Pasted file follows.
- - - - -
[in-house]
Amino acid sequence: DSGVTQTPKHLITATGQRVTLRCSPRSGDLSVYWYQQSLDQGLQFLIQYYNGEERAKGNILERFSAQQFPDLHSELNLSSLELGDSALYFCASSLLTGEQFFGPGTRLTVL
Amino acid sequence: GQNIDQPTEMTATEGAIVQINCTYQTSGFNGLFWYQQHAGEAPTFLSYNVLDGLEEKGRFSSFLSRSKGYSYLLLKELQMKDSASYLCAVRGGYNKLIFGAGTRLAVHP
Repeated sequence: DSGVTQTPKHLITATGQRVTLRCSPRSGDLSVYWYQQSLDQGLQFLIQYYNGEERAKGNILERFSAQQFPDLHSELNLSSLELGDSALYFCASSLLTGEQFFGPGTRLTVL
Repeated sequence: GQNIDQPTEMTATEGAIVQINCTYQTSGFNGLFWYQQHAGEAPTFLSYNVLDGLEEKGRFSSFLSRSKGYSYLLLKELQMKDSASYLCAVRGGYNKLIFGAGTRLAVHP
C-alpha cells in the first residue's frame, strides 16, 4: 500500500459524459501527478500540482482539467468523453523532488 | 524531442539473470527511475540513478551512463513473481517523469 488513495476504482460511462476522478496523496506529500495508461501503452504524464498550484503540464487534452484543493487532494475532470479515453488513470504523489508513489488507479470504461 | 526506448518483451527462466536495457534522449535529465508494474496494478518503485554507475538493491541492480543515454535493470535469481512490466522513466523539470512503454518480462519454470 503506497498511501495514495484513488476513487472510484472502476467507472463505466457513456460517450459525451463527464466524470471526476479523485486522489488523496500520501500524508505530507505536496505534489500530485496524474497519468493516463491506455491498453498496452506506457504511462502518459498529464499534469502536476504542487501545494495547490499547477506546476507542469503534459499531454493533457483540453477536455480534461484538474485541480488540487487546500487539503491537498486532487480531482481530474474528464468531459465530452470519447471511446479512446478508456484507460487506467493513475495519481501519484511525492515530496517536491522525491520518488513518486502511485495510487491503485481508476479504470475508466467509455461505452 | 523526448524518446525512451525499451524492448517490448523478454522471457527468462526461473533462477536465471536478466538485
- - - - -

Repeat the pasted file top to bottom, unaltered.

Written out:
[in-house]
Amino acid sequence: DSGVTQTPKHLITATGQRVTLRCSPRSGDLSVYWYQQSLDQGLQFLIQYYNGEERAKGNILERFSAQQFPDLHSELNLSSLELGDSALYFCASSLLTGEQFFGPGTRLTVL
Amino acid sequence: GQNIDQPTEMTATEGAIVQINCTYQTSGFNGLFWYQQHAGEAPTFLSYNVLDGLEEKGRFSSFLSRSKGYSYLLLKELQMKDSASYLCAVRGGYNKLIFGAGTRLAVHP
Repeated sequence: DSGVTQTPKHLITATGQRVTLRCSPRSGDLSVYWYQQSLDQGLQFLIQYYNGEERAKGNILERFSAQQFPDLHSELNLSSLELGDSALYFCASSLLTGEQFFGPGTRLTVL
Repeated sequence: GQNIDQPTEMTATEGAIVQINCTYQTSGFNGLFWYQQHAGEAPTFLSYNVLDGLEEKGRFSSFLSRSKGYSYLLLKELQMKDSASYLCAVRGGYNKLIFGAGTRLAVHP
C-alpha cells in the first residue's frame, strides 16, 4: 500500500459524459501527478500540482482539467468523453523532488 | 524531442539473470527511475540513478551512463513473481517523469 488513495476504482460511462476522478496523496506529500495508461501503452504524464498550484503540464487534452484543493487532494475532470479515453488513470504523489508513489488507479470504461 | 526506448518483451527462466536495457534522449535529465508494474496494478518503485554507475538493491541492480543515454535493470535469481512490466522513466523539470512503454518480462519454470 503506497498511501495514495484513488476513487472510484472502476467507472463505466457513456460517450459525451463527464466524470471526476479523485486522489488523496500520501500524508505530507505536496505534489500530485496524474497519468493516463491506455491498453498496452506506457504511462502518459498529464499534469502536476504542487501545494495547490499547477506546476507542469503534459499531454493533457483540453477536455480534461484538474485541480488540487487546500487539503491537498486532487480531482481530474474528464468531459465530452470519447471511446479512446478508456484507460487506467493513475495519481501519484511525492515530496517536491522525491520518488513518486502511485495510487491503485481508476479504470475508466467509455461505452 | 523526448524518446525512451525499451524492448517490448523478454522471457527468462526461473533462477536465471536478466538485